To The Indifferent Women
The Later Poetry of Charlotte Perkins Gilman, ed. Denise D. Knight (Delaware: University of Delaware Press, 1996): 114-15.
1You who are happy in a thousand homes,
2Or overworked therein, to a dumb peace;
3Whose souls are wholly centered in the life
4Of that small group you personally love;
5Who told you that you need not know or care
6About the sin and sorrow of the world?
7Do you believe the sorrow of the world
8Does not concern you in your little homes? --
9That you are licensed to avoid the care
10And toil for human progress, human peace,
11And the enlargement of our power of love
12Until it covers every field of life?
13The one first duty of all human life
14Is to promote the progress of the world
15In righteousness, in wisdom, truth and love;
16And you ignore it, hidden in your homes,
17Content to keep them in uncertain peace,
18Content to leave all else without your care.
19Yet you are mothers! And a mother's care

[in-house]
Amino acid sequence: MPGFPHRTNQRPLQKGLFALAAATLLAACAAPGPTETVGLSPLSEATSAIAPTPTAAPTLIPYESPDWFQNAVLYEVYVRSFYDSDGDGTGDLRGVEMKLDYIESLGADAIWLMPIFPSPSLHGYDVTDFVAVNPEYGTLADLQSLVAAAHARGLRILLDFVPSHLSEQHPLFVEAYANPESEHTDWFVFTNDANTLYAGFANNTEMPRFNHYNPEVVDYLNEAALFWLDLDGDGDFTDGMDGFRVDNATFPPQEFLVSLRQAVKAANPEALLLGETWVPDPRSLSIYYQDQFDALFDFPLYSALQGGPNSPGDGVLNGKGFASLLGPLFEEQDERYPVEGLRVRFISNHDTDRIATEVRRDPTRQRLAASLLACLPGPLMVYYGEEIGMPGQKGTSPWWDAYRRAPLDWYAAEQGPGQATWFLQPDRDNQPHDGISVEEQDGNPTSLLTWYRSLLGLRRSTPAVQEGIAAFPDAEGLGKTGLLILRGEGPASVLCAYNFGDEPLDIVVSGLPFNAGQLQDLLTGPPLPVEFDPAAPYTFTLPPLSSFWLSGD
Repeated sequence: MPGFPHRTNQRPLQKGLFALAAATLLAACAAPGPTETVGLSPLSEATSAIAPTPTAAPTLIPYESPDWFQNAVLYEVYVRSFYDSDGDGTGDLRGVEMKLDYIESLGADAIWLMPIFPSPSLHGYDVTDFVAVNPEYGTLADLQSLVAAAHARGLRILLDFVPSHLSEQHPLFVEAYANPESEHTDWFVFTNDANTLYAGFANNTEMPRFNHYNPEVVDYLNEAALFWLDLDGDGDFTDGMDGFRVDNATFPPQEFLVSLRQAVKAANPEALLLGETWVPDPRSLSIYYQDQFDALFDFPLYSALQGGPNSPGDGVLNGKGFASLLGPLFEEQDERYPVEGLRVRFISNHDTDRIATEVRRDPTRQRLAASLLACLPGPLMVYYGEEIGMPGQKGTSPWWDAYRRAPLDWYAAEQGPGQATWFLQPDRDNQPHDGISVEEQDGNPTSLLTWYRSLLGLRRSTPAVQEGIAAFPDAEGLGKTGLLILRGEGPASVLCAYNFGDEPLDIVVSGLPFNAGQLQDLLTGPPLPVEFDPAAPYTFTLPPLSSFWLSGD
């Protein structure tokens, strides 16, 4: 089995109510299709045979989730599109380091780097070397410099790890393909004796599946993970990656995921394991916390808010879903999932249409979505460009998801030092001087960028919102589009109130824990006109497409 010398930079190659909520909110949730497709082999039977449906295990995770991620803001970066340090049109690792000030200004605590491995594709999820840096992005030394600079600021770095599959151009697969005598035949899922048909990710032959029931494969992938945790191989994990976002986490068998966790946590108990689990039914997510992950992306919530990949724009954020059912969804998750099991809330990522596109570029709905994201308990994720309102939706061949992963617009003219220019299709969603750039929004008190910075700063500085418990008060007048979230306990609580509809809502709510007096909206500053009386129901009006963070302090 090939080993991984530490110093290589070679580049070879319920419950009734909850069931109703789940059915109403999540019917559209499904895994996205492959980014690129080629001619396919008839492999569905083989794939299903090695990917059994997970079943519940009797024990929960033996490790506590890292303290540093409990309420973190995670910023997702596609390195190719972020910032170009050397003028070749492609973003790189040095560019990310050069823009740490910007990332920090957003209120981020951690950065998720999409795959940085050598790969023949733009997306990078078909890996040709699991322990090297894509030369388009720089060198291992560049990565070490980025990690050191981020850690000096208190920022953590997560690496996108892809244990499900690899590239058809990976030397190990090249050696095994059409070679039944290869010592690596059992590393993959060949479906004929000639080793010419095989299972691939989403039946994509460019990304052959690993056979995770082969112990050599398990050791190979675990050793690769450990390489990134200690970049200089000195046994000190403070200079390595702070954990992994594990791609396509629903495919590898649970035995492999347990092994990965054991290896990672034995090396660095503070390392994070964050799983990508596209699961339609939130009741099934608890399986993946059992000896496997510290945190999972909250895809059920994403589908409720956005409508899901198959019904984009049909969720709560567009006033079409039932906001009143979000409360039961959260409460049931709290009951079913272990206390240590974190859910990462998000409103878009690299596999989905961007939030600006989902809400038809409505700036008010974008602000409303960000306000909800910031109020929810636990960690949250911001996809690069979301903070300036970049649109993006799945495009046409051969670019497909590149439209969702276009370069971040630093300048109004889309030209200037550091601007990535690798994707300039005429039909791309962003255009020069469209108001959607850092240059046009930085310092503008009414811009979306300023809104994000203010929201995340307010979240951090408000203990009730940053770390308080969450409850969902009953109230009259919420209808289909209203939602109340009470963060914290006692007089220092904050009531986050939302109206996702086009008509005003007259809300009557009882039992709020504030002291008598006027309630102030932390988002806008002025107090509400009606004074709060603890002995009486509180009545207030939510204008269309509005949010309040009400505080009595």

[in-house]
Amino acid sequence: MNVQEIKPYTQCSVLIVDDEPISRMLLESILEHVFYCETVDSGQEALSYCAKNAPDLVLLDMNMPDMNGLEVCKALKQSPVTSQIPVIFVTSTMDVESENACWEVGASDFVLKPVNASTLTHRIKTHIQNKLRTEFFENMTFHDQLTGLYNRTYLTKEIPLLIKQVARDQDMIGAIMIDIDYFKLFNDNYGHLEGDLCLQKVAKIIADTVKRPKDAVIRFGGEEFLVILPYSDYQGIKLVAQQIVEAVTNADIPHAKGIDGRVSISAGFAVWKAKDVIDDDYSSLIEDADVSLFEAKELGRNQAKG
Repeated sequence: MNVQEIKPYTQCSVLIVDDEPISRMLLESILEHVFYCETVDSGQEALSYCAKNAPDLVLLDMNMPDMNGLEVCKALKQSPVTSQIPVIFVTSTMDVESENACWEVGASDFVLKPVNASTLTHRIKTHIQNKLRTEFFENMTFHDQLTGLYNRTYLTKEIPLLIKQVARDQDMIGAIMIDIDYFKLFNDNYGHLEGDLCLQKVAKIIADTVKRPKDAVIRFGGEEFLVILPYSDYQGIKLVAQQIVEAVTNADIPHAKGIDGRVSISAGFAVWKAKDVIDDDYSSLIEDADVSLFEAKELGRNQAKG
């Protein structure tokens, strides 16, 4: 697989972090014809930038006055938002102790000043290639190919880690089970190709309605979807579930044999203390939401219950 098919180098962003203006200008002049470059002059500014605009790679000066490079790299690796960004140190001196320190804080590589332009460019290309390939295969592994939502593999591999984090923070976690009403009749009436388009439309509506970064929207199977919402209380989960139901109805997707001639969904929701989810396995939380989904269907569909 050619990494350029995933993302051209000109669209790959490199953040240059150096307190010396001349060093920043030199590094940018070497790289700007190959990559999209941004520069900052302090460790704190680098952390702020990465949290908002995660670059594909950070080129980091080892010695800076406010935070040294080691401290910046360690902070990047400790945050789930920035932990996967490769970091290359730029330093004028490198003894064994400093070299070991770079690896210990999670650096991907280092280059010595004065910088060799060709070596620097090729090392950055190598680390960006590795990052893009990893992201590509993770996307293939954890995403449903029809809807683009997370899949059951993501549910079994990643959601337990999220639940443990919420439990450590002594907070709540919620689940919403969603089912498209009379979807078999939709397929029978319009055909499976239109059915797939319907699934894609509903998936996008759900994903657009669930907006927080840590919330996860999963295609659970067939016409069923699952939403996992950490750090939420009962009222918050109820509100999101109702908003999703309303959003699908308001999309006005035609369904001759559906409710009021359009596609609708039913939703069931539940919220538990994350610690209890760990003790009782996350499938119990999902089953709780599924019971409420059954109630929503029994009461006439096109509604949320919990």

20Is the first step toward friendly human life.
21Life where all nations in untroubled peace
22Unite to raise the standard of the world
23And make the happiness we seek in homes
24Spread everywhere in strong and fruitful love.
25You are content to keep that mighty love
26In its first steps forever; the crude care
27Of animals for mate and young and homes,
28Instead of pouring it abroad in life,
29Its mighty current feeding all the world
30Till every human child can grow in peace.
31You cannot keep your small domestic peace
32Your little pool of undeveloped love,
33While the neglected, starved, unmothered world
34Struggles and fights for lack of mother's care,
35And its tempestuous, bitter, broken life
36Beats in upon you in your selfish homes.
37We all may have our homes in joy and peace
38When woman's life, in its rich power of love
39Is joined with man's to care for all the world.
Woman's Journal 27 (February 1904): 66; Suffrage Songs and Verses (New York: Charlton, 1911): 19-20.
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